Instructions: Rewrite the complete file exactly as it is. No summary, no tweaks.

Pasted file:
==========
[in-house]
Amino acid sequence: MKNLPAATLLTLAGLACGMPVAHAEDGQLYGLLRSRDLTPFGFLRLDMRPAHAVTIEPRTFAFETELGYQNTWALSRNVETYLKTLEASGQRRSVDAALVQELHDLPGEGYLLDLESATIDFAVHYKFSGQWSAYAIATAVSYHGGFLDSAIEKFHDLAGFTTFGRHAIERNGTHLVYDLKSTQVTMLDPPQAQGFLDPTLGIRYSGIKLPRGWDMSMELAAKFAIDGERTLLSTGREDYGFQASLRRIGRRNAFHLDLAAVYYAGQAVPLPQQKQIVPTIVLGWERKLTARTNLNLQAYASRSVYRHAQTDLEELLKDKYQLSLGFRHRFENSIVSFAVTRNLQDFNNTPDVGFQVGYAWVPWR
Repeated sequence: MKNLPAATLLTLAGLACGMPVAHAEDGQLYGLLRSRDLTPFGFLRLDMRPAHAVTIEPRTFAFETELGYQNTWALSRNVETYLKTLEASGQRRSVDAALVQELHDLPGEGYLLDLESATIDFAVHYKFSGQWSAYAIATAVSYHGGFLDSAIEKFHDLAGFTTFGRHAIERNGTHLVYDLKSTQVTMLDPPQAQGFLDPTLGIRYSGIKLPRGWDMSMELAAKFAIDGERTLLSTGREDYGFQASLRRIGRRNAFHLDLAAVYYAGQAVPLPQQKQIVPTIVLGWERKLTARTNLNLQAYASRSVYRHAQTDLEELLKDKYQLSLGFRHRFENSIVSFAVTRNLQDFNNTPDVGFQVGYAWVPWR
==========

[in-house]
Amino acid sequence: MKNLPAATLLTLAGLACGMPVAHAEDGQLYGLLRSRDLTPFGFLRLDMRPAHAVTIEPRTFAFETELGYQNTWALSRNVETYLKTLEASGQRRSVDAALVQELHDLPGEGYLLDLESATIDFAVHYKFSGQWSAYAIATAVSYHGGFLDSAIEKFHDLAGFTTFGRHAIERNGTHLVYDLKSTQVTMLDPPQAQGFLDPTLGIRYSGIKLPRGWDMSMELAAKFAIDGERTLLSTGREDYGFQASLRRIGRRNAFHLDLAAVYYAGQAVPLPQQKQIVPTIVLGWERKLTARTNLNLQAYASRSVYRHAQTDLEELLKDKYQLSLGFRHRFENSIVSFAVTRNLQDFNNTPDVGFQVGYAWVPWR
Repeated sequence: MKNLPAATLLTLAGLACGMPVAHAEDGQLYGLLRSRDLTPFGFLRLDMRPAHAVTIEPRTFAFETELGYQNTWALSRNVETYLKTLEASGQRRSVDAALVQELHDLPGEGYLLDLESATIDFAVHYKFSGQWSAYAIATAVSYHGGFLDSAIEKFHDLAGFTTFGRHAIERNGTHLVYDLKSTQVTMLDPPQAQGFLDPTLGIRYSGIKLPRGWDMSMELAAKFAIDGERTLLSTGREDYGFQASLRRIGRRNAFHLDLAAVYYAGQAVPLPQQKQIVPTIVLGWERKLTARTNLNLQAYASRSVYRHAQTDLEELLKDKYQLSLGFRHRFENSIVSFAVTRNLQDFNNTPDVGFQVGYAWVPWR